So what are these Stages?  Here ya go:


Stage 1 Endo (Minimal) : subtle growths and implants that may be present.  These are considered superficial implants.  No adhesions (spiderweb-like scarring) are present yet. Evidence of inflammation may be found.


Stage 2 Endo (Mild) : Spots (implants/leions) are beginning to take shape and form over your body’s organs and tissue.  There are more than Stage 1, and are deeper in the body. Adhesions may have begun to form. The lesion colors can range from clear to black.


Stage 3 Endo (Moderate) : Same as above, but implants and cysts are present, usually on the ovaries. The lesions may be deeper.  Adhesions may be in greater number.


Stage 4 Endo (Severe) : Same as above, but many more solid masses of Endometriosis, as well as deep implants.  One or both ovaries have entrometriomas (a blood-filled chocolate cyst), and extensive adhesions are binding organs or tissue together.  The bowels, bladder, and other organs may also be involved.

Regardless of what Stage of Endo we are (or were at the times of our excision surgeries), all EndoSisters share this invisible illness.  And we all share the desire for better treatments and a cure to be found.  We are all in this together.  We all suffer together.  And we’ll get through this…together.

(Updated June 6, 2019)

Resources and More Info:

Endometriosis Foundation of America

Fertility & Sterility – (Article; 1997) – Revised American Society for Reproductive Medicine classification of endometriosis: 1996

Johns Hopkins Medicine


Merck Manual 


I can’t eat WHAT?!?

pyramidSince my June 30, 2014, surgery and diagnosis of Endometriosis, I went on a radical journey to find out how I can help my body fight this disease, especially while I was waiting for the insurance to approve my treatment regimen.  Several books and webpages pointed out the same facts of what foods to avoid, and which to devour!  So, overnight I made a decision : to do a 180 degree flip on what I did, and did not, eat.

Some say the choice and change was too rapid.  I should have eased into it, rather than cold turkey’d it.  I agree now, but hindsight and all of that jazz.  Regardless, I feel SO much better.  I don’t know if it’s the dietary change, or the Lupron Depot injections, or both, but I do feel a lot better.

I no longer eat the following foods, with a short (aka layman) explanation of why (keep in mind, these are pretty much ALL I ate prior to my diagnosis):

Wheat : contains gluten and phytic acid, which can aggravate symptoms of Endometriosis

Red Meat : causes increased inflammation and hurts digestion (also may contain crazy amounts of hormones)

Refined sugars (including juices and sodas) : causes inflammation and further aggravates symptoms of Endometriosis (I can’t cut this out ’cause it’s everywhere, but I do make a conscious effort to cut back…)

Caffeine : causes abdominal cramps and increases estrogen levels

Chocolate : contains sugars and caffeine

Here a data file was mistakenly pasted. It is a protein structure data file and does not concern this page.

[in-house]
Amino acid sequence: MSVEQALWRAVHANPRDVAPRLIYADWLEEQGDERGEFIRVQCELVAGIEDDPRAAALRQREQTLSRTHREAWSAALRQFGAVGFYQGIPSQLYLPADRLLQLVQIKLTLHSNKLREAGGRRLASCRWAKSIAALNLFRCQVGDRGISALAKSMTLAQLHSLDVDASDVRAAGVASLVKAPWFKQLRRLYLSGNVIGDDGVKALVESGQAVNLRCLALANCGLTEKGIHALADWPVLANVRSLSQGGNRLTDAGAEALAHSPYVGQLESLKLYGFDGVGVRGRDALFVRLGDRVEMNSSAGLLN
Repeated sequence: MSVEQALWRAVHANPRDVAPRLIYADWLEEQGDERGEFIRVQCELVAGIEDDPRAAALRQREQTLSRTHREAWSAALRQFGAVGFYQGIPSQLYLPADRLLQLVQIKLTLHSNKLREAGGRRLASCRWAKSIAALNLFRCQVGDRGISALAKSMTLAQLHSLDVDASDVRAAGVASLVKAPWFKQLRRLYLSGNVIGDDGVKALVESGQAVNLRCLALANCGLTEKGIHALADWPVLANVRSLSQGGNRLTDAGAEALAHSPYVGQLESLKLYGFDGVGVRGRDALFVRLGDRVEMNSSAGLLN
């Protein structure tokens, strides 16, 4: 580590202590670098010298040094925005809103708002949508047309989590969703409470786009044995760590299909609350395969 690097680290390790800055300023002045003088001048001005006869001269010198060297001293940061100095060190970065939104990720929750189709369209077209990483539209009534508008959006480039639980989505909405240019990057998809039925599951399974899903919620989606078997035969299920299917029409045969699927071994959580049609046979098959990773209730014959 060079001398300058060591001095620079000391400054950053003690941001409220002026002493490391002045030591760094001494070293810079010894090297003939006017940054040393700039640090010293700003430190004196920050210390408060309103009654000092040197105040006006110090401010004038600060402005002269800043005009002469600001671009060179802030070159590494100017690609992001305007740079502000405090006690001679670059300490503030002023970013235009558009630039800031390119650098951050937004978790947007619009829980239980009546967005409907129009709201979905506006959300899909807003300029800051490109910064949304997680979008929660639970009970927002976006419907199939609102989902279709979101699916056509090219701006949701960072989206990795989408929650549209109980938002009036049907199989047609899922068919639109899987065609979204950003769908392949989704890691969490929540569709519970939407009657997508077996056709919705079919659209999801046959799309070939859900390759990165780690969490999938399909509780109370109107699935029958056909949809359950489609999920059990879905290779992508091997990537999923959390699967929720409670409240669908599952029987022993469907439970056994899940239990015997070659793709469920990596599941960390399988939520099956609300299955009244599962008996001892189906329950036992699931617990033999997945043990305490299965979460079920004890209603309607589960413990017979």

Dairy : causes inflammation (also may contain crazy amounts of hormones)

Alcohol : muddies up the liver (I haven’t cut this out, but I have drastically reduced.  I no longer drink beer and only enjoy 1 glass of white wine when I do drink)

So what do I eat?!?  Well, I severely miss my cheese and cupcakes and ice cream and frozen yogurt.  But have quickly gotten used to life without red meat and caffeine!  Surprisingly quickly!  I do eat a lot of turkey, chicken, fish, leafy greens, beans, fresh veggies (there’s a whole new realm of cooking out there!!!), and enjoy a wide variety of gluten-free pastas and baked goods.  I’ve also substituted coconut milk for regular milk, and enjoy cooking with coconut oil rather than butter.  About the only drink I have now is water.  I do enjoy 1 glass of white wine at night, and also 1 cup of an herbal (non-caffeinated) tea in the morning. I’ve had to budget in some extra money for the grocery budget every month, but it has been totally worth it.  And Farmers Markets and supermarket sales have been a god-send.

I also enjoy a nightly tea made of lemon juice, sliced ginger, honey, and water.  It not only helps with indigestion and inflammation, but is incredibly soothing and is the perfect “relaxy” drink right before bed.  Recipe and more info.

I also take daily vitamins and supplements, which include Omega-3 Fish Oil, Milk Thistle Seed Extract, Folic Acid, Calcium + Vitamin D3, “Hair Skin & Nails Support,” and Norethindrone (an add-back hormone for my Lupron Depot treatments).

I’ve lost 10 pounds since my surgery, and have kept it off.  I rarely have any headaches or back pain EVER.  And my cramps and discomfort of Endometriosis are gone (again, this could be due to the Lupron Depot).  I am looking forward to continuing this diet once my Lupron regimen is over (late January 2015) to monitor my symptoms and progress.

I have fallen in love with a resource for dietary information: http://www.endo-resolved.com/diet.html.

What have YOU found that works well for you?  What foods to you love to devour? What foods did you cut out? Comment and share below!

And if you made it all of the way to the bottom on this blog, Thank You!